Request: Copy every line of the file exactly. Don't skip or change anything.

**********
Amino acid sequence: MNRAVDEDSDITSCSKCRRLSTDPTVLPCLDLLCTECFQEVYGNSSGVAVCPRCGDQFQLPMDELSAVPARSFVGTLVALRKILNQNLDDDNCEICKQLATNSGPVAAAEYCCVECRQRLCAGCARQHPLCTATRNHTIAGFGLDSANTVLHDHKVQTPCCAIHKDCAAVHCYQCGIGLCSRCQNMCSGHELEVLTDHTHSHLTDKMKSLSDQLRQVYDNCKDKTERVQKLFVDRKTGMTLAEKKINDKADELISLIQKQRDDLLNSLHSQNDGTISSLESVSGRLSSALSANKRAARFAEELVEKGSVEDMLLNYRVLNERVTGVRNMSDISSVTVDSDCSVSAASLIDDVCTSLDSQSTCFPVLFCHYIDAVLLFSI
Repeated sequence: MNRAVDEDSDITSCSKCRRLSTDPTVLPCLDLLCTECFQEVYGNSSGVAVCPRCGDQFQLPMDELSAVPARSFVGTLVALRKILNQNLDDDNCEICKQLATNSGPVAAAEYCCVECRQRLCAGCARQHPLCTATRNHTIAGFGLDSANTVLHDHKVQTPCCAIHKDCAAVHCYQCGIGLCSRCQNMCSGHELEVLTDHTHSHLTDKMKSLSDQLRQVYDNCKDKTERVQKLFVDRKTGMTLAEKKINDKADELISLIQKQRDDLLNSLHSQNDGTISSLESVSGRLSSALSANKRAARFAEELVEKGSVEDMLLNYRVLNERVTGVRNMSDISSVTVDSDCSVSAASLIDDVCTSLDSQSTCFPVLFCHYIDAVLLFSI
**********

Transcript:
Amino acid sequence: MNRAVDEDSDITSCSKCRRLSTDPTVLPCLDLLCTECFQEVYGNSSGVAVCPRCGDQFQLPMDELSAVPARSFVGTLVALRKILNQNLDDDNCEICKQLATNSGPVAAAEYCCVECRQRLCAGCARQHPLCTATRNHTIAGFGLDSANTVLHDHKVQTPCCAIHKDCAAVHCYQCGIGLCSRCQNMCSGHELEVLTDHTHSHLTDKMKSLSDQLRQVYDNCKDKTERVQKLFVDRKTGMTLAEKKINDKADELISLIQKQRDDLLNSLHSQNDGTISSLESVSGRLSSALSANKRAARFAEELVEKGSVEDMLLNYRVLNERVTGVRNMSDISSVTVDSDCSVSAASLIDDVCTSLDSQSTCFPVLFCHYIDAVLLFSI
Repeated sequence: MNRAVDEDSDITSCSKCRRLSTDPTVLPCLDLLCTECFQEVYGNSSGVAVCPRCGDQFQLPMDELSAVPARSFVGTLVALRKILNQNLDDDNCEICKQLATNSGPVAAAEYCCVECRQRLCAGCARQHPLCTATRNHTIAGFGLDSANTVLHDHKVQTPCCAIHKDCAAVHCYQCGIGLCSRCQNMCSGHELEVLTDHTHSHLTDKMKSLSDQLRQVYDNCKDKTERVQKLFVDRKTGMTLAEKKINDKADELISLIQKQRDDLLNSLHSQNDGTISSLESVSGRLSSALSANKRAARFAEELVEKGSVEDMLLNYRVLNERVTGVRNMSDISSVTVDSDCSVSAASLIDDVCTSLDSQSTCFPVLFCHYIDAVLLFSI